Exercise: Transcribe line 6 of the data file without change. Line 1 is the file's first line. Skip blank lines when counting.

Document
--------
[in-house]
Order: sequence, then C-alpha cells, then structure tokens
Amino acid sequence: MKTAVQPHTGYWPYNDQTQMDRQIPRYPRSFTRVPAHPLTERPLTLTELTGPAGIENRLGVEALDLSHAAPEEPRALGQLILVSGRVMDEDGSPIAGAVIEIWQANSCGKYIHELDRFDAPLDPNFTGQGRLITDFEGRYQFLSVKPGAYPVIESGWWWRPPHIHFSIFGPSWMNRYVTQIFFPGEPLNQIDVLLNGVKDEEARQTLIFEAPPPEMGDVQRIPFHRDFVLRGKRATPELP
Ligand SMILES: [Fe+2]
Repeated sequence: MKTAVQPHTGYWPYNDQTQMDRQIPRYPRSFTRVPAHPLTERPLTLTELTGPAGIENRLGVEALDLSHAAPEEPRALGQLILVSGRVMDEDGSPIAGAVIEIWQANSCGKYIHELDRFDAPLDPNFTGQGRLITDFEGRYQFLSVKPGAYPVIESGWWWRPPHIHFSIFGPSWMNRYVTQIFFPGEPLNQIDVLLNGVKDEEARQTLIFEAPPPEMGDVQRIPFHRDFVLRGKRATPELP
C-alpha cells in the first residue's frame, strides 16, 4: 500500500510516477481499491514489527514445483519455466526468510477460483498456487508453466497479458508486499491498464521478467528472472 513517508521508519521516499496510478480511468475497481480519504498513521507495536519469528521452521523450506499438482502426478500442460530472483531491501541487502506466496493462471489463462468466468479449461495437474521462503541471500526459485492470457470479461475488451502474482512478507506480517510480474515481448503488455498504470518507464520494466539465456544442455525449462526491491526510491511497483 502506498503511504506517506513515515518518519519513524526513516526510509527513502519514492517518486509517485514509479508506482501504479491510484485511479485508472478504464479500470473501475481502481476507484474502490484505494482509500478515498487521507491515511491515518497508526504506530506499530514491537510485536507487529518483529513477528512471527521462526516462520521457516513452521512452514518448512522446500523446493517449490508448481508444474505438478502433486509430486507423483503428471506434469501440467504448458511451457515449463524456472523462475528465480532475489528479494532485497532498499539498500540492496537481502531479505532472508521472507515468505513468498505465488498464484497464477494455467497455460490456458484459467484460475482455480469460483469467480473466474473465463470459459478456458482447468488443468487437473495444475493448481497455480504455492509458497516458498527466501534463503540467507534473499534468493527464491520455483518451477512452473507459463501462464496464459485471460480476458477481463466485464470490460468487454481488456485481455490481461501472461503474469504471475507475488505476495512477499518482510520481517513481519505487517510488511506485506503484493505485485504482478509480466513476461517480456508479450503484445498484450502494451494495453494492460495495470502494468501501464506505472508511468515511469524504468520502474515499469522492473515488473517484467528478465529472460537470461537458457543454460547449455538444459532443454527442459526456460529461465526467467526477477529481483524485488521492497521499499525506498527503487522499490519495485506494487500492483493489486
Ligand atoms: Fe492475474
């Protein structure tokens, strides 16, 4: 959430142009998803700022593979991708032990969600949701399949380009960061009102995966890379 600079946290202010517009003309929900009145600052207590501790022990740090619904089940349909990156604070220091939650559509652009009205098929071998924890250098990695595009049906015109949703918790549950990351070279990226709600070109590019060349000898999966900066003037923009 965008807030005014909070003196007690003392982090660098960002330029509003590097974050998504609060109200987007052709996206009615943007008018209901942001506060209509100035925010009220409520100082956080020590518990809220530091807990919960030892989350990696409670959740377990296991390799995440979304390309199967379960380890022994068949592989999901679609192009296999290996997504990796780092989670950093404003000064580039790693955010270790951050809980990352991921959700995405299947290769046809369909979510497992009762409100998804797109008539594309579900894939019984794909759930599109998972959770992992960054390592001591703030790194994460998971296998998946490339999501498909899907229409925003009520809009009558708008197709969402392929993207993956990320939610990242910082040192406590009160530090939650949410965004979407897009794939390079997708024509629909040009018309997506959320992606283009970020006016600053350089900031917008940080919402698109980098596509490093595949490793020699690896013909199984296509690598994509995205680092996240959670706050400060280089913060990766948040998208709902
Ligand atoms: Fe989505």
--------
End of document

C-alpha cells in the first residue's frame, strides 16, 4: 500500500510516477481499491514489527514445483519455466526468510477460483498456487508453466497479458508486499491498464521478467528472472 513517508521508519521516499496510478480511468475497481480519504498513521507495536519469528521452521523450506499438482502426478500442460530472483531491501541487502506466496493462471489463462468466468479449461495437474521462503541471500526459485492470457470479461475488451502474482512478507506480517510480474515481448503488455498504470518507464520494466539465456544442455525449462526491491526510491511497483 502506498503511504506517506513515515518518519519513524526513516526510509527513502519514492517518486509517485514509479508506482501504479491510484485511479485508472478504464479500470473501475481502481476507484474502490484505494482509500478515498487521507491515511491515518497508526504506530506499530514491537510485536507487529518483529513477528512471527521462526516462520521457516513452521512452514518448512522446500523446493517449490508448481508444474505438478502433486509430486507423483503428471506434469501440467504448458511451457515449463524456472523462475528465480532475489528479494532485497532498499539498500540492496537481502531479505532472508521472507515468505513468498505465488498464484497464477494455467497455460490456458484459467484460475482455480469460483469467480473466474473465463470459459478456458482447468488443468487437473495444475493448481497455480504455492509458497516458498527466501534463503540467507534473499534468493527464491520455483518451477512452473507459463501462464496464459485471460480476458477481463466485464470490460468487454481488456485481455490481461501472461503474469504471475507475488505476495512477499518482510520481517513481519505487517510488511506485506503484493505485485504482478509480466513476461517480456508479450503484445498484450502494451494495453494492460495495470502494468501501464506505472508511468515511469524504468520502474515499469522492473515488473517484467528478465529472460537470461537458457543454460547449455538444459532443454527442459526456460529461465526467467526477477529481483524485488521492497521499499525506498527503487522499490519495485506494487500492483493489486